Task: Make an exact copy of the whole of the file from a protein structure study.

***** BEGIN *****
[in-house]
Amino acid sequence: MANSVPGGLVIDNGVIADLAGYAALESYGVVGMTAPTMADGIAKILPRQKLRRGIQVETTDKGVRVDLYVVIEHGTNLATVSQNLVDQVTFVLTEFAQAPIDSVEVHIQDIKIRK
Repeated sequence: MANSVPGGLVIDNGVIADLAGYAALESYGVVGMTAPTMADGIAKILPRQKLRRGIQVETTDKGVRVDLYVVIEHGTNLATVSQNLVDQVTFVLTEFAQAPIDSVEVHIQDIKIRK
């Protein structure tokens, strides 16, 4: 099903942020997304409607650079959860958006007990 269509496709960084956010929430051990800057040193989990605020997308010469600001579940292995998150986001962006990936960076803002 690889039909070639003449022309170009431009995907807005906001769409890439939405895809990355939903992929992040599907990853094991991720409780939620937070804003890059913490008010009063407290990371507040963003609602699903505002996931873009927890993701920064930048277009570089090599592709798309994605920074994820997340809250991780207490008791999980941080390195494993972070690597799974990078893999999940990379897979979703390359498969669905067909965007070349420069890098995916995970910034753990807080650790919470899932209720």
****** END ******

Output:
[in-house]
Amino acid sequence: MANSVPGGLVIDNGVIADLAGYAALESYGVVGMTAPTMADGIAKILPRQKLRRGIQVETTDKGVRVDLYVVIEHGTNLATVSQNLVDQVTFVLTEFAQAPIDSVEVHIQDIKIRK
Repeated sequence: MANSVPGGLVIDNGVIADLAGYAALESYGVVGMTAPTMADGIAKILPRQKLRRGIQVETTDKGVRVDLYVVIEHGTNLATVSQNLVDQVTFVLTEFAQAPIDSVEVHIQDIKIRK
């Protein structure tokens, strides 16, 4: 099903942020997304409607650079959860958006007990 269509496709960084956010929430051990800057040193989990605020997308010469600001579940292995998150986001962006990936960076803002 690889039909070639003449022309170009431009995907807005906001769409890439939405895809990355939903992929992040599907990853094991991720409780939620937070804003890059913490008010009063407290990371507040963003609602699903505002996931873009927890993701920064930048277009570089090599592709798309994605920074994820997340809250991780207490008791999980941080390195494993972070690597799974990078893999999940990379897979979703390359498969669905067909965007070349420069890098995916995970910034753990807080650790919470899932209720």